Nehemiah

After the Iloilo journey, I immersed myself to the new series of The Feast dubbed “WorkaHolyc”.

The title of the series is a twist of the word workaholic. A workaholic is a person who loves to work, works all the time, and cannot stop working to the point that he is so addicted to working, that work, like a prohibited drug, is already destroying him.

Nehemiah

Nehemiah creating and sharing an inspiring mission for the city of Jerusalem. He took initiative. He didn’t want for anyone else to do it. He asked the king if he could go to Jerusalem. He asked the king for the materials he needed. He asked the king to provide protection for the travel. He went to the city. He did rebuild the wall. He showed them what was possible. He told them how God had been so gracious to him in the presence of the king. He said “let’s.” He knew that he could not rebuild the wall alone. He was going to rebuild the wall with them. He knew that city transformation had to be done together. Nehemiah would work alongside them the entire time with his time and with his money. He prayed. Nehemiah prayed when hearing the news, when sharing his desire with the King of Persia, during the work, when the work was done.

Being a workaholic may be bad for you. But if you must work, you can be a Workaholyc— which means you can make your work an important part of your journey to a holy life.

You can make your work your worship to God.

The story of Nehemiah took centerstage for the Sunday service.

Nehemiah 1:11
O LORD, I beseech thee, let now thine ear be attentive to the prayer of thy servant, and to the prayer of thy servants, who desire to fear thy name: and prosper, I pray thee, thy servant this day, and grant him mercy in the sight of this man. For I was the king’s cupbearer.

This is the end of Nehemiah’s prayer to God in which he asked for God’s mercy and guidance so that he could accomplish the task of rebuilding Jerusalem’s walls in accordance to God’s will and promises. In the very last sentence of the verse, right after the conclusion of his prayer, Nehemiah identifies himself as “the king’s cupbearer”.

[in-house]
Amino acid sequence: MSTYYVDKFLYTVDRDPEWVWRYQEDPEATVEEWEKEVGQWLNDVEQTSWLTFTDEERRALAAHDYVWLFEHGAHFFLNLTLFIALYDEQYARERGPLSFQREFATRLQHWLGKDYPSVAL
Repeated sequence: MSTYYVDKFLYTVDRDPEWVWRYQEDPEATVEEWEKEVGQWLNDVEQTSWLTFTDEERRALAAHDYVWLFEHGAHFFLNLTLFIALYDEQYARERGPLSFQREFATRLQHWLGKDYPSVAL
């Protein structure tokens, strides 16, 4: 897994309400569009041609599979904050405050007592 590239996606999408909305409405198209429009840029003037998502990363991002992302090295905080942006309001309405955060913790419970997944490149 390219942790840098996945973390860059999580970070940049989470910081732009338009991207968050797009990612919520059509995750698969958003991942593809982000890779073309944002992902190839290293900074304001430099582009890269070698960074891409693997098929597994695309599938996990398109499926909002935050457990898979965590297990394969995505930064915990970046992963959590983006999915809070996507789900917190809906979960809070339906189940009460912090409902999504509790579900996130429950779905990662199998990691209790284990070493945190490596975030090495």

A cupbearer is a butler. So, Nehemiah the butler was offering himself to God to spearhead the huge project of rebuilding the walls of Jerusalem. The people had been unable to accomplish this task for 94 years! But the king’s butler is now preparing to do the job.

The lesson for us is clear: God can use anyone to accomplish His will. God does not care about our worldly qualifications; He cares about our yielded spirit. Nehemiah worshipped God, Nehemiah knew God’s Word, Nehemiah was humble before God, Nehemiah would obey God’s will: those were ALL the qualifications that God was looking for.

When Jesus chose His disciples, He didn’t choose the “best and the brightest”, He chose fishermen, rebels and a tax collector. There is absolutely nothing wrong with being smart or ‘well qualified’. God Himself has blessed us with brains and various abilities. However, scholarship and other human accomplishments are not what qualify us for joining God’s workforce. God looks for devotion over degrees, desire over duty, enthusiasm over experience, fellowship over fame, and connection (to Him) over ‘connections’.

To accomplish the work God has planned for each of us does not depend on how much wisdom/knowledge we have (or don’t have), or how much might/power we have (or don’t have), or how much riches/money we have (or don’t have). To accomplish God’s will, to do what seems difficult or even impossible ALL we need is to know Him, to live in humble fellowship with Him, and to obey His commands.

God has already supplied ALL believers with EVERYTHING needed to do the work He has prepared from the beginning of time.

God used a butler to build a city wall; He can use you too – if you answer His call.

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